In 2008 City’s banks threatened to shut down the UK banking system if the government did not bail them out. This crisis presented the then Prime Minister, Gordon Brown with the greatest opportunity to reform the City, but he blinked first and, in a panic, he shouldered UK tax payers with £500 billion of liabilities. The bailout was hailed as a great example of Browne’s leadership. He did this without any approval from Parliament. But he could have nationalised the failing banks without compensation and limited the guarantees on deposits. During the banking crisis, there was no talk of austerity from the elites who benefited from this enormous transfer of wealth from the rich to poor. But once the banking system was safely bailed out the demand for austerity from the same elites became deafening.

Whitehall centralisation = corporate power grab

The shift in the balance of power in favour of big business is also present at the local level. In the Government’s drive to expand the fracking industry, the Secretary of State for Communities and Local Government, Eric Pickles has made it much more difficult for local communities to object to fracking applications in their area. The Education Secretary, Michael Gove can remove elected school governors and hand over control of schools to business. And this power grab from big business is manifest all over the planning system. Whether it’s the local pub being turned into a supermarket or the proliferation of betting shops on our high street. There is little local communities can do to resist these developments through the democratic process. In addition, Parliament has recently granted the health secretary the power to close hospitals without any community consultation.

Commercial confidentiality

In the case where local communities are resisting developer land grabs, or privatisation, they are often hamstrung by the commercial confidentiality clauses our elected representatives are allowed to sign with big business. This has become a major issue for campaigners resisting corporated led “regeneration” plans like the Heygate Estate. A similar problems surrounds the Private-Public Partnership deals in the public sector.

Passive, atomised and misinformed – is how they want us

Given the state of our democracy it should not be surprising that increasing numbers of people are so disenchanted with our system of democracy that they are no longer bothering to vote as Russell Brand has pointed out. Our media and political system has conspired to create a parliamentary democracy which represents an increasingly narrow spectrum of opinion. Those of us who question the need for austerity are effectively disenfranchised when the main parties all accept this narrative.

Why the government has (and it must be stressed – thus far) been able to get away with it is another question. Passive, atomised and misinformed is not the state we are in but the way the government would like us to be. Our ability to resist has been reduced as a result of a transfer of power that has taken place over the past thirty years. This transfer of power has occurred at all levels of government and in all spheres of our life. Our power to resist both individually and collectively has been reduced.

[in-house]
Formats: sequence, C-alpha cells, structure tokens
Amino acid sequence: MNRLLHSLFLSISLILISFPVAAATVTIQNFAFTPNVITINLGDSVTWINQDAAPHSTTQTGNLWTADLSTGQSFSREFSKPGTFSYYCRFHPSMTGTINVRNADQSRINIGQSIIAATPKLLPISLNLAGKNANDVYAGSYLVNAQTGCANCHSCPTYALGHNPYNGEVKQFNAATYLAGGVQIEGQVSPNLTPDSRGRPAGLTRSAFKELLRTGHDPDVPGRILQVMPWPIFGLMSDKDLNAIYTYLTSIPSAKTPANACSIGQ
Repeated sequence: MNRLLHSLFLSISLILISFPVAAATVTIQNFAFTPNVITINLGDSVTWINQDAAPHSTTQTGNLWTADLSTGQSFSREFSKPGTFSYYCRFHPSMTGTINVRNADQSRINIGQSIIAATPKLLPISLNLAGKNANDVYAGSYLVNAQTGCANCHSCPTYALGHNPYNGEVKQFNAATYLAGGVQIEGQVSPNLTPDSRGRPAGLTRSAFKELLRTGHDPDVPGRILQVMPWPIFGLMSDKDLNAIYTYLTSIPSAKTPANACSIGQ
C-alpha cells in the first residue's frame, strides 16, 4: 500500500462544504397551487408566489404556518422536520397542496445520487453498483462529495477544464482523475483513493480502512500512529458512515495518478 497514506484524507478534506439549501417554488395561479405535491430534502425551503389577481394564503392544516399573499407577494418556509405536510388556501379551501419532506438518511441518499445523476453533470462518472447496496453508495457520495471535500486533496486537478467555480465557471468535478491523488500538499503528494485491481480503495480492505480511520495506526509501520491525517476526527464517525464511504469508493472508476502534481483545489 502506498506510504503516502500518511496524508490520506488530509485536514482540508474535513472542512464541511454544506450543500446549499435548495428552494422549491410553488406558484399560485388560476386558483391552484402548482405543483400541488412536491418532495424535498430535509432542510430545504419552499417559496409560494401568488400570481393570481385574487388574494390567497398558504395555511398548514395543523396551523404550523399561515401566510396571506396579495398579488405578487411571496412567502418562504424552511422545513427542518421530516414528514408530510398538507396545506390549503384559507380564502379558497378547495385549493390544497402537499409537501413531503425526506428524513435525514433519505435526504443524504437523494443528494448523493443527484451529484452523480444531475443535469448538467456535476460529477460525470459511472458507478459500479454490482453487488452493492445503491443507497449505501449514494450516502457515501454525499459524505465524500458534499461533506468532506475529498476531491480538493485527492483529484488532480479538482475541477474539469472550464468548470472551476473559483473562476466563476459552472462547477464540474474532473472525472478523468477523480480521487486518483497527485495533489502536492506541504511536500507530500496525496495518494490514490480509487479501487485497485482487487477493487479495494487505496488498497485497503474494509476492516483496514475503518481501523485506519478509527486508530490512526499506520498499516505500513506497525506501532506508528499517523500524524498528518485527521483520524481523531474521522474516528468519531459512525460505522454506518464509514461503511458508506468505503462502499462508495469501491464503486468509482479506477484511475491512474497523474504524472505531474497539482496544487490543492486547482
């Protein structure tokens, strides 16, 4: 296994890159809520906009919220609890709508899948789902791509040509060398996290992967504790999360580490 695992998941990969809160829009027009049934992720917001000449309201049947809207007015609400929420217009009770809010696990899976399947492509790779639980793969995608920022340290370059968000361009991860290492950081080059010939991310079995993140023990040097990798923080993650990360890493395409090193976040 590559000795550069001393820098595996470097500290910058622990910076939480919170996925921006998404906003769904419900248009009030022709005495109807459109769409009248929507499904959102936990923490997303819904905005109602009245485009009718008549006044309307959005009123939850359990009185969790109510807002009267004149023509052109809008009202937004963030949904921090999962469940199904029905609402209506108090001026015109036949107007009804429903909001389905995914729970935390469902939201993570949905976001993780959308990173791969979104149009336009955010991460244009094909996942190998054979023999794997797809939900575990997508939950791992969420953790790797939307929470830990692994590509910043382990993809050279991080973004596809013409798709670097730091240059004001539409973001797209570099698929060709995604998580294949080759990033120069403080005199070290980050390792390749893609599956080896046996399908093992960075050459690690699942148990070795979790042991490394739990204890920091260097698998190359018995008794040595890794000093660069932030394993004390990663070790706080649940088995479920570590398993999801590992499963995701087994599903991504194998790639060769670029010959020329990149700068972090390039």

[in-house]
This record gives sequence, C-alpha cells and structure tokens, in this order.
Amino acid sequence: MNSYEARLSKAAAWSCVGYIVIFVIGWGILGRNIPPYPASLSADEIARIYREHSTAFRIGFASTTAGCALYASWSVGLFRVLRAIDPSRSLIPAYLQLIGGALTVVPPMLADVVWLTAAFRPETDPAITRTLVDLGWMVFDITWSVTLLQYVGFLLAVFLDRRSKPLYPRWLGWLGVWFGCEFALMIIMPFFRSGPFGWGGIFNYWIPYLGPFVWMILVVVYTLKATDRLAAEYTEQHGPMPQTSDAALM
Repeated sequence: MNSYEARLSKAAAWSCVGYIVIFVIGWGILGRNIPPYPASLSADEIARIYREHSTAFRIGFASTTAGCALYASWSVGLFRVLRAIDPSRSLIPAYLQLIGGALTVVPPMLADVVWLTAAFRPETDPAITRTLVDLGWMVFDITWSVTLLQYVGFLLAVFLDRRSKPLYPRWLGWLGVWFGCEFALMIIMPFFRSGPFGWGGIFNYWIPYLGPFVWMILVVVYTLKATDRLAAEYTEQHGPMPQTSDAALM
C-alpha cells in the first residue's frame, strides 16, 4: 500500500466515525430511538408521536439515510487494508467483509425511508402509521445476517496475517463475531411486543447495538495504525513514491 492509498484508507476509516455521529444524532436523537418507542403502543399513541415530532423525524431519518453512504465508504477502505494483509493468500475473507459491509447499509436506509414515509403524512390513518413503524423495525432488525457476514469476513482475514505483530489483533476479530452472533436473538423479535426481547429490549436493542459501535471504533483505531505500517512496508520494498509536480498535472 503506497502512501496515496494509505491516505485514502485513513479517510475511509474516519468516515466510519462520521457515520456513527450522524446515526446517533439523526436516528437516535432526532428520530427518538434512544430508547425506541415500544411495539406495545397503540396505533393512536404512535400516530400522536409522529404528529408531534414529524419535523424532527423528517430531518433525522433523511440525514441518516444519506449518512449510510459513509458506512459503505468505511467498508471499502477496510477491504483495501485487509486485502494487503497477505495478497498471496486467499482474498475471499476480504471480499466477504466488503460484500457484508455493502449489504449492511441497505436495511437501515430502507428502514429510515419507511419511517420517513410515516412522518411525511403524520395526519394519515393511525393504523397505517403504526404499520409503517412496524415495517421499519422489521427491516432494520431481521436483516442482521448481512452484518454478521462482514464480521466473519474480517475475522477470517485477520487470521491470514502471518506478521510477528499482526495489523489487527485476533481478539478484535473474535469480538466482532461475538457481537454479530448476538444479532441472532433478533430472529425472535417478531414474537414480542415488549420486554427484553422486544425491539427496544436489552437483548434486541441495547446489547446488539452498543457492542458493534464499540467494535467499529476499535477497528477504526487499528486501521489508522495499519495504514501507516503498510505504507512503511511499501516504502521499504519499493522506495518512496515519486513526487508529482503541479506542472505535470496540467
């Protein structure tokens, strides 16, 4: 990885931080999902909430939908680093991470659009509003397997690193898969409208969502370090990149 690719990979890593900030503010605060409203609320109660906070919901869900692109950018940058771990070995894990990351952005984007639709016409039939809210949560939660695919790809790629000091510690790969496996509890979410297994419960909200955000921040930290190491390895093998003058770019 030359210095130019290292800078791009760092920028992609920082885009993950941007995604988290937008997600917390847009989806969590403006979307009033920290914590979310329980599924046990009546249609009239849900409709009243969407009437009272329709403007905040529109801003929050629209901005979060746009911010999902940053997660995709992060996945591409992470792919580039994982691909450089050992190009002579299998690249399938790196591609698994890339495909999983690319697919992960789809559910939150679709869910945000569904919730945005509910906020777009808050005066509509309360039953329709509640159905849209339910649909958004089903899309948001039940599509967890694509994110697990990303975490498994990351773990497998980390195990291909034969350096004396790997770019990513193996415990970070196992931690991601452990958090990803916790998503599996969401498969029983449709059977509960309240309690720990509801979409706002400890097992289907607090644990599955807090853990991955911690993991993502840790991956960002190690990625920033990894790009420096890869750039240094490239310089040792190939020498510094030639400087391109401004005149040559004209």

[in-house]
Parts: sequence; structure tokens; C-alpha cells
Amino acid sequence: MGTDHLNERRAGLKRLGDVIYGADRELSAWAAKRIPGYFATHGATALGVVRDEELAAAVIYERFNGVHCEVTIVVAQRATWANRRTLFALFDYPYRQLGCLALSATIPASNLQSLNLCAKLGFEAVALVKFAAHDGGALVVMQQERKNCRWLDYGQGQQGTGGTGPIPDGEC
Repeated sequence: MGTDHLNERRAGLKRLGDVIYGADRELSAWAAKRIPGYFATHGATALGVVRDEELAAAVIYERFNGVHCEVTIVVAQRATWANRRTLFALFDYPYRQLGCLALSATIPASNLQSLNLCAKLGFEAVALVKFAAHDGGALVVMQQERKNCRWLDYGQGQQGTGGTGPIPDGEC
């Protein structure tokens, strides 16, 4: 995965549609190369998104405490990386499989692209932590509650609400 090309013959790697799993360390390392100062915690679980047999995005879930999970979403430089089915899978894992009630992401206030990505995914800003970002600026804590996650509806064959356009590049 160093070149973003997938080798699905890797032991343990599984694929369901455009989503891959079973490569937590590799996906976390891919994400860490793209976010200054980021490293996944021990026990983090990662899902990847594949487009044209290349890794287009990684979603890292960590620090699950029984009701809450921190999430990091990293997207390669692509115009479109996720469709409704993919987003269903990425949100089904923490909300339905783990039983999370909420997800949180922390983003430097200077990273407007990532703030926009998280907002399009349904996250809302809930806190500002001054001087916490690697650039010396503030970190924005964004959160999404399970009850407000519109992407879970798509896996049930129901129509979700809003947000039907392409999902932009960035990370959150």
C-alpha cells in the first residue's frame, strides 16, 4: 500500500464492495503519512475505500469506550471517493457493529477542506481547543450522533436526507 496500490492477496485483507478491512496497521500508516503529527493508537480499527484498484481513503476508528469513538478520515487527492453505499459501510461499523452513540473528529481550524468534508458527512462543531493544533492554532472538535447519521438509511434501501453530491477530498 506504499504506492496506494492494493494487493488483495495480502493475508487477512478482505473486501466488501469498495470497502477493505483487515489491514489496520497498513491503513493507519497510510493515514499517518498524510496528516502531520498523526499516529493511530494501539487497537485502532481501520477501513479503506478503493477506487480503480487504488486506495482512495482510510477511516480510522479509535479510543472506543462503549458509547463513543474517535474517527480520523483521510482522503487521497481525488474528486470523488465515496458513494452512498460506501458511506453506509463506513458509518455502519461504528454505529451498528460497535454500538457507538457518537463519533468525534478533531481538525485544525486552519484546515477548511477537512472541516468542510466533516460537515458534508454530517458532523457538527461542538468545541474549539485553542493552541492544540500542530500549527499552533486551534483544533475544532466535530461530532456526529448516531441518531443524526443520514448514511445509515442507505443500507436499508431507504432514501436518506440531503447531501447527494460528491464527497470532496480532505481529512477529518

The public have been badly mis-informed. The BBC described NHS privatisation as a “bill to give power to GPs”. The government and the media have tried hard to play one section of society suffering from austerity against another; demonising families on benefits, or whipping up a wave of hysteria about Bulgarian or Romanian immigrants. Nobody elected Daily Mail editor, Paul Dacre, yet people like him have power over us. The consequences of a hostile media campaign targeting any minority group can threaten someone’s physical security.

Local democracy has been emasculated as more power has been centralised in Whitehall. The recent cuts in Legal Aid disempower us because they take away our ability to protect our rights through the courts and to fight miscarriages of justice. Would the Birmingham Six have been able to establish their innocence without Legal Aid? Would we have been able to uncover the extent of police spying or corporate collusion if climate activists had not been able to defend themselves with Legal Aid?

The best way for working people to defend their conditions of employment is through a trade union. But legislation introduced since the 80s has reduced the power of trade unions to defend their members. Added to that is the huge defeats inflicted on the unions in the 80s weighs down a like a collective nightmare on the trade union movement.

And the democracy of the street, that is, our ability to protest has been whittled down as successive laws restricting public assembly have been introduced. The police have become better at containing protest through tactics such as kettling. The main objective of the police is not to “facilitate” protest but to defeat protest through a strategy of demoralisation and fear. This was clearly evident with the student protests of late 2010.

The current laws on protest makes the kind of protest witnessed recently at the Maidan in Kiev illegal if repeated in Parliament Square. How can it be that in the Ukraine the right to protest is better protected than at the “Mother of Parliaments”?

In conclusion